Raising bees and capturing rainwater: U.S. prisons go green

Solar thermal mirrors heat water at the Jefferson County jail in Colorado.

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Photo by David Parsons/Courtesy of the National Renewable Energy Laboratory

Blogging on EARTH

The flagging economy may complicate federal aspirations for a green revolution, but at least one government entity has adopted the movement in stride: state prisons.

According to a recent report by the Associated Press, prisons across America now host the likes of compost heaps, organic gardens and solar panels in an attempt to save precious state budget money.

For example, one prison in Indiana has saved $2,280 a year in energy costs by installing one wind turbine. Inmates at North Carolina facilities weathered this summer’s water shortage by converting 50-gallon pickle barrels in rain-capturing cisterns. Another prison in Washington averted a $1.4 million sewage treatment plant upgrade through projects like raising bees, growing organic vegetables, composting 100 percent of food waste and recycling shoe scraps as playground turf.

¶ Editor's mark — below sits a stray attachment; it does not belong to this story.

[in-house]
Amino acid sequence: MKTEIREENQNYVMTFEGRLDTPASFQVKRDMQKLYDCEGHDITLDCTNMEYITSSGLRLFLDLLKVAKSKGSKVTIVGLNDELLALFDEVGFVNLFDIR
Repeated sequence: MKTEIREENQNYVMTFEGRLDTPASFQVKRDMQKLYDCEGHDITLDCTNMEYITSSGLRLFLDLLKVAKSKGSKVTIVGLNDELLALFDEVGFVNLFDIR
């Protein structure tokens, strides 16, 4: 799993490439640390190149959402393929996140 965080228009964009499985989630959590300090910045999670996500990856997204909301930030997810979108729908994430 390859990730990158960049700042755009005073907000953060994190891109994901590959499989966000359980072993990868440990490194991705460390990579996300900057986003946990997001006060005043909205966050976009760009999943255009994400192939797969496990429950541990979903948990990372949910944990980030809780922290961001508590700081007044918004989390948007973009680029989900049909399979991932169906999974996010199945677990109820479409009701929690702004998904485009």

The savings are especially welcome by a critical government service that functions 24/7, according to AP: "In 2007, states spent more than $49 million to feed, house, clothe, treat and supervise 2.3 million offenders, the Pew Center on the States reported this year."

And those costs aren’t likely to go down. Since 2000, prison construction has increased as the prison population skyrockets, from 1.3 million in 2000 to more than 2 million, according to the report.

Brian Fisher Johnson
Tuesday, November 4, 2008 - 10:30